We all know Andy William’s signature holiday jam, It’s The Most Wonderful Time Of The Year. It inspired my latest homemade holiday creation! I did some research on Pinterest (click here to see my Jingle Bells board) and found this pin!
I thought this would be a perfect gift for Sydney’s Christmas & Cheetah print themed bridal shower. My mom and I decided we would go in together on making this sign and we were thrilled at how it turned out.
My mom has been making hand-painted wooden signs for years, but this was the first time we had done a sign like this. I’ve included some step by step instructions on how to make a holiday sign that makes a perfect gift – or something to keep for yourself!
- Wood board, around $10 (Find a burly man working in the lumber department at your local hardware store and ask for a 1×10″ board. They come in a variety of lengths. I bought an 8 foot board and had it cut in the store to 22″.)
- Sand paper
- Carbon or Graphite paper
- Acrylic paint, between $1-2 per bottle (You can find these at Walmart or a craft store. We used the colors Vanilla and Bright Red, but you can use any combo you’d like!)
- Paintbrushes, in a variety of sizes. You will need the smallest of small brushes for the intricate snowflake designs.
- Wood Stain, in a walnut shade
- Ball point pen
- First, you will need to create your design on the computer. This can be done with numerous programs, but make sure your page prints to 8.5 inches by 22 inches (remember, that’s the length of the board). Print out your design on two pages and piece it together. If you would like a more in-depth post about how to do this, leave a comment below. I cannot include a printable because our stencil was made on my mom’s Macintosh circa 1994 (not even joking) and it is from the pre-PDF era. I could probably scan it though…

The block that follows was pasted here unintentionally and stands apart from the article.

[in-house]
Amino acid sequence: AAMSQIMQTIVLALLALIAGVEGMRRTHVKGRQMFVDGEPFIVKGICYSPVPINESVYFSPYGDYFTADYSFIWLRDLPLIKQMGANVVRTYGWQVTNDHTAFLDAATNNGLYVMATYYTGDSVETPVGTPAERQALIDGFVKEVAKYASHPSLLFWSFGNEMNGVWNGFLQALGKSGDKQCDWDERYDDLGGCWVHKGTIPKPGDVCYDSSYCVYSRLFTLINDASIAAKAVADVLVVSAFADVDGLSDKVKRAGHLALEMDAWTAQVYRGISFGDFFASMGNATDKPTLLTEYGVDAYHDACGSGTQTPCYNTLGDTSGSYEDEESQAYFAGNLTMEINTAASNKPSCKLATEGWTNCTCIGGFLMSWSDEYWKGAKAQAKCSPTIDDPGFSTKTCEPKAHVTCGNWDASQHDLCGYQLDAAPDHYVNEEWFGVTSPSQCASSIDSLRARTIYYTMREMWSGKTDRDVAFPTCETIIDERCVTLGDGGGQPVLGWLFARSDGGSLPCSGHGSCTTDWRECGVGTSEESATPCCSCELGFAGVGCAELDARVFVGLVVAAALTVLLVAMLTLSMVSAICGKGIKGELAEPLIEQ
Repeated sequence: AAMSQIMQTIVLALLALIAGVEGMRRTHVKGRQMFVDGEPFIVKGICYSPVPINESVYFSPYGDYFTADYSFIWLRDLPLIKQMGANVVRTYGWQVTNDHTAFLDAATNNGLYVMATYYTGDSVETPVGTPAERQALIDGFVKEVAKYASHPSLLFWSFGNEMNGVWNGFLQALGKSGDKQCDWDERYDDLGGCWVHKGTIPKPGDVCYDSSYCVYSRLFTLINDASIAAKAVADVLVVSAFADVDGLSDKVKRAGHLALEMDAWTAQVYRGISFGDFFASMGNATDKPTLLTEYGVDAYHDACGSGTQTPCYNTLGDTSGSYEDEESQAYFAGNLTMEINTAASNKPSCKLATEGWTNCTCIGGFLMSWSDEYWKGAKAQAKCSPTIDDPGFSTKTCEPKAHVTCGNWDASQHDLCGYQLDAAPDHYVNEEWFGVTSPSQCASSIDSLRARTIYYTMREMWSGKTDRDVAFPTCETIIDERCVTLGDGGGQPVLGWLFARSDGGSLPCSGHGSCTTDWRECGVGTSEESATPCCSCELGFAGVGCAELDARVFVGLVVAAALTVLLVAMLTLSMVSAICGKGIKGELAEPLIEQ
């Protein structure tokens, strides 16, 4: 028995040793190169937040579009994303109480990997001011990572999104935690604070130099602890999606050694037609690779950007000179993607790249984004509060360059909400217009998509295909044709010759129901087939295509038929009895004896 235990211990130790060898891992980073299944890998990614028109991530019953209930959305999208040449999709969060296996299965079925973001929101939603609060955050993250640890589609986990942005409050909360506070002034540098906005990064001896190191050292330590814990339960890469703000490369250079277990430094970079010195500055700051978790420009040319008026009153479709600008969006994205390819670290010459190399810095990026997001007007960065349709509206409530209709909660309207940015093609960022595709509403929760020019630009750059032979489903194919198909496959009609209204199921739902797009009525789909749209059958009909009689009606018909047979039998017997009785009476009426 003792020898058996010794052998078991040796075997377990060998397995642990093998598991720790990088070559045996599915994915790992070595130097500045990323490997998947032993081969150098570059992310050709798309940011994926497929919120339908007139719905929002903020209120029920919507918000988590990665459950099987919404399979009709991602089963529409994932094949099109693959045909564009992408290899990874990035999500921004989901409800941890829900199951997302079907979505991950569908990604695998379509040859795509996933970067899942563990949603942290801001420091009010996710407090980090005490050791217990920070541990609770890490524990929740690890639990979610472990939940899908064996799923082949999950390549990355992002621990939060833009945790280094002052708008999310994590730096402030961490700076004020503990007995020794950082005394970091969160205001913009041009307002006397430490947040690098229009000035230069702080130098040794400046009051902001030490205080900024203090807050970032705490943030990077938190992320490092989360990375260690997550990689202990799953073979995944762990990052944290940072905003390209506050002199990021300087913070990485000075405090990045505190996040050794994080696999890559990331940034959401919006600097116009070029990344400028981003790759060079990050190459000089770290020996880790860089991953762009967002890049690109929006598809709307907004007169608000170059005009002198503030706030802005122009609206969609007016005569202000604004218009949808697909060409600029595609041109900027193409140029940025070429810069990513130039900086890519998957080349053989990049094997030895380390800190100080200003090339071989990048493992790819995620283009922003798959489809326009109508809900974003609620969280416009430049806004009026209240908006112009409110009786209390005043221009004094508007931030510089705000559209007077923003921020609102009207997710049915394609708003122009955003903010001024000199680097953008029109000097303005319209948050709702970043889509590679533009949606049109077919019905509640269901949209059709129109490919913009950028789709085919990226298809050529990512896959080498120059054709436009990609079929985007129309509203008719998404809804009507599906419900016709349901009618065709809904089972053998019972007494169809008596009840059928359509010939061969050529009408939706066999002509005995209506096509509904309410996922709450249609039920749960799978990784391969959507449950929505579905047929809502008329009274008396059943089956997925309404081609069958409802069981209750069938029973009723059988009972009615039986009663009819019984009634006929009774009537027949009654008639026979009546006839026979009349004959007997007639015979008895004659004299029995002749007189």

- Prepare the wood. Paint a thin layer of the background color on the entire front side of the board. The front side should be the side with the fewest knots and blemishes. This will make painting easier! For a more rustic effect, keep the coat of paint very thin near the sides of the board. Let this dry.
- Get ready to trace! Tape your stencil on the board. I like to put tape at the top edge so I can slip my carbon paper in and out easily. Begin tracing the outline of your letters. Make sure that your carbon is directly under the area you are tracing. Use medium pressure. Double check to make sure the line is transferring to the wood.
- Now, it’s time to start painting the letters. Take your time and go slow!
- Once you’re finished painting the letters, let the sign dry. Use the sandpaper to smooth out the rough and sharp edges. If you are going for a more primitive/country look you can use a hammer or chain to ‘beat up’ the wood. Then, apply a thin layer of wood stain to the front, back, and sides of the board. This can be done with a rag or foam brush. Then, wipe the stain away with an old rag.
Unfortunately, I do not have a final photo after the stain dried. However, my mom is getting ready to make another sign as a gift so I will be sure to snap a photo of the finished product and update the post.
By adding picture frame hangers on the back this can be hung up on a wall, or just set near the gifts at the base of your tree!
Any questions? Let me know!